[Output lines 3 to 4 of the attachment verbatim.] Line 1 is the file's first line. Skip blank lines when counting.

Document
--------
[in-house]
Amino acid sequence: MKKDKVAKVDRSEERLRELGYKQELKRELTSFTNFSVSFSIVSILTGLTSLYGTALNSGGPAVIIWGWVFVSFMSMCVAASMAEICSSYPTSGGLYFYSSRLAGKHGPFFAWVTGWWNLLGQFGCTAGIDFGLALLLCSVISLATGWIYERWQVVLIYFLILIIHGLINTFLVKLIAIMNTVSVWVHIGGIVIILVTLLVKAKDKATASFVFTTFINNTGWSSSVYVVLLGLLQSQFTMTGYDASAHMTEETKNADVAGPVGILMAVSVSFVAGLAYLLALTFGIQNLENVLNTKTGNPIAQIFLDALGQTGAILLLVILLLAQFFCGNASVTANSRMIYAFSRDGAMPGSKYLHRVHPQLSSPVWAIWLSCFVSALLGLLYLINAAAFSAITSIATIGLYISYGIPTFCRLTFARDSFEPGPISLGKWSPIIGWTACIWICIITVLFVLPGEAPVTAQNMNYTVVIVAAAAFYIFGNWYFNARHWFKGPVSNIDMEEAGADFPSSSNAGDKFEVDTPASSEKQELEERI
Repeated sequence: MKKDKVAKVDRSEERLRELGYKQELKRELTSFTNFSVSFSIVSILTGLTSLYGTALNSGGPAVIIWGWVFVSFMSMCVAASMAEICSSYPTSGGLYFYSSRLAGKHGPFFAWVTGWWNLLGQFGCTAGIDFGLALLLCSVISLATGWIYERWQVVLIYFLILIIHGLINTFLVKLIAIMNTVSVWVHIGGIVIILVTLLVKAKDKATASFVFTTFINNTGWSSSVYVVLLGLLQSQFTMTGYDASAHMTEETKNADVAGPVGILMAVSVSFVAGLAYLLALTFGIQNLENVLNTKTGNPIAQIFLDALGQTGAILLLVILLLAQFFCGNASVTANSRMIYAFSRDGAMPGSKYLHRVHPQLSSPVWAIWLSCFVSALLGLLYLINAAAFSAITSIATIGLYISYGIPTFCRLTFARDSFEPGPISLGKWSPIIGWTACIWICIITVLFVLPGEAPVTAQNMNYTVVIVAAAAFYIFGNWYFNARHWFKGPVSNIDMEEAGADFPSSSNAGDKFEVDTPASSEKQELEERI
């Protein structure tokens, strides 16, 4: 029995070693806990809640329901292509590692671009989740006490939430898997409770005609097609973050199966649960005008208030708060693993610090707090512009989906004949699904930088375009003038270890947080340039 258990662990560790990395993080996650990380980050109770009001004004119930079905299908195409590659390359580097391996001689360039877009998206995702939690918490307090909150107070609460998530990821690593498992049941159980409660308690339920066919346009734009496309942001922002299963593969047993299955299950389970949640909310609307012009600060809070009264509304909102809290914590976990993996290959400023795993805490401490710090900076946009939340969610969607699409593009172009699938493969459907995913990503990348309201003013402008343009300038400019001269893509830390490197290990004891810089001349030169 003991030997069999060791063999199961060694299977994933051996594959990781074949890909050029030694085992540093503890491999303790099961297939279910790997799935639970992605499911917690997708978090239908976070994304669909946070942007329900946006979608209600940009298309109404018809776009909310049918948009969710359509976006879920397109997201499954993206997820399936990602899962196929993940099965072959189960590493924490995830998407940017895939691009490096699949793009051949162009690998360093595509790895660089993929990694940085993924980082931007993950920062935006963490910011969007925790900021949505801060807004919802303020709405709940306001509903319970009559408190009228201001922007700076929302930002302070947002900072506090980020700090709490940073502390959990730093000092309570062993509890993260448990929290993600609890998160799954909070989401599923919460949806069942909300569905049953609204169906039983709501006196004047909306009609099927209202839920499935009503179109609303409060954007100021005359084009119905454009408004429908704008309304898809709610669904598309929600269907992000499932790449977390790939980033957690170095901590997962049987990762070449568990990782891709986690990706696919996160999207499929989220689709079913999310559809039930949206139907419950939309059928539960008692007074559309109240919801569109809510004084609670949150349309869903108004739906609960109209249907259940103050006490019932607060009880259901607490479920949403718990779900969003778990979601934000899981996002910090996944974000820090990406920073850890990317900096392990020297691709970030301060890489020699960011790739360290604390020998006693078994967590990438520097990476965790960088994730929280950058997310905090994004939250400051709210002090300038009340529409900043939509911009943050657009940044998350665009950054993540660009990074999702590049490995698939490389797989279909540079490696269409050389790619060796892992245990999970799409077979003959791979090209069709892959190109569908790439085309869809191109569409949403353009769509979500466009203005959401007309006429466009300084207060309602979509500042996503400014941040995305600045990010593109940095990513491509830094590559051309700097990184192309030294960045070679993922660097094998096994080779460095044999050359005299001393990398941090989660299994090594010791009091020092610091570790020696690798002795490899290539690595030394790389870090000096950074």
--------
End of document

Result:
Repeated sequence: MKKDKVAKVDRSEERLRELGYKQELKRELTSFTNFSVSFSIVSILTGLTSLYGTALNSGGPAVIIWGWVFVSFMSMCVAASMAEICSSYPTSGGLYFYSSRLAGKHGPFFAWVTGWWNLLGQFGCTAGIDFGLALLLCSVISLATGWIYERWQVVLIYFLILIIHGLINTFLVKLIAIMNTVSVWVHIGGIVIILVTLLVKAKDKATASFVFTTFINNTGWSSSVYVVLLGLLQSQFTMTGYDASAHMTEETKNADVAGPVGILMAVSVSFVAGLAYLLALTFGIQNLENVLNTKTGNPIAQIFLDALGQTGAILLLVILLLAQFFCGNASVTANSRMIYAFSRDGAMPGSKYLHRVHPQLSSPVWAIWLSCFVSALLGLLYLINAAAFSAITSIATIGLYISYGIPTFCRLTFARDSFEPGPISLGKWSPIIGWTACIWICIITVLFVLPGEAPVTAQNMNYTVVIVAAAAFYIFGNWYFNARHWFKGPVSNIDMEEAGADFPSSSNAGDKFEVDTPASSEKQELEERI
């Protein structure tokens, strides 16, 4: 029995070693806990809640329901292509590692671009989740006490939430898997409770005609097609973050199966649960005008208030708060693993610090707090512009989906004949699904930088375009003038270890947080340039 258990662990560790990395993080996650990380980050109770009001004004119930079905299908195409590659390359580097391996001689360039877009998206995702939690918490307090909150107070609460998530990821690593498992049941159980409660308690339920066919346009734009496309942001922002299963593969047993299955299950389970949640909310609307012009600060809070009264509304909102809290914590976990993996290959400023795993805490401490710090900076946009939340969610969607699409593009172009699938493969459907995913990503990348309201003013402008343009300038400019001269893509830390490197290990004891810089001349030169 003991030997069999060791063999199961060694299977994933051996594959990781074949890909050029030694085992540093503890491999303790099961297939279910790997799935639970992605499911917690997708978090239908976070994304669909946070942007329900946006979608209600940009298309109404018809776009909310049918948009969710359509976006879920397109997201499954993206997820399936990602899962196929993940099965072959189960590493924490995830998407940017895939691009490096699949793009051949162009690998360093595509790895660089993929990694940085993924980082931007993950920062935006963490910011969007925790900021949505801060807004919802303020709405709940306001509903319970009559408190009228201001922007700076929302930002302070947002900072506090980020700090709490940073502390959990730093000092309570062993509890993260448990929290993600609890998160799954909070989401599923919460949806069942909300569905049953609204169906039983709501006196004047909306009609099927209202839920499935009503179109609303409060954007100021005359084009119905454009408004429908704008309304898809709610669904598309929600269907992000499932790449977390790939980033957690170095901590997962049987990762070449568990990782891709986690990706696919996160999207499929989220689709079913999310559809039930949206139907419950939309059928539960008692007074559309109240919801569109809510004084609670949150349309869903108004739906609960109209249907259940103050006490019932607060009880259901607490479920949403718990779900969003778990979601934000899981996002910090996944974000820090990406920073850890990317900096392990020297691709970030301060890489020699960011790739360290604390020998006693078994967590990438520097990476965790960088994730929280950058997310905090994004939250400051709210002090300038009340529409900043939509911009943050657009940044998350665009950054993540660009990074999702590049490995698939490389797989279909540079490696269409050389790619060796892992245990999970799409077979003959791979090209069709892959190109569908790439085309869809191109569409949403353009769509979500466009203005959401007309006429466009300084207060309602979509500042996503400014941040995305600045990010593109940095990513491509830094590559051309700097990184192309030294960045070679993922660097094998096994080779460095044999050359005299001393990398941090989660299994090594010791009091020092610091570790020696690798002795490899290539690595030394790389870090000096950074």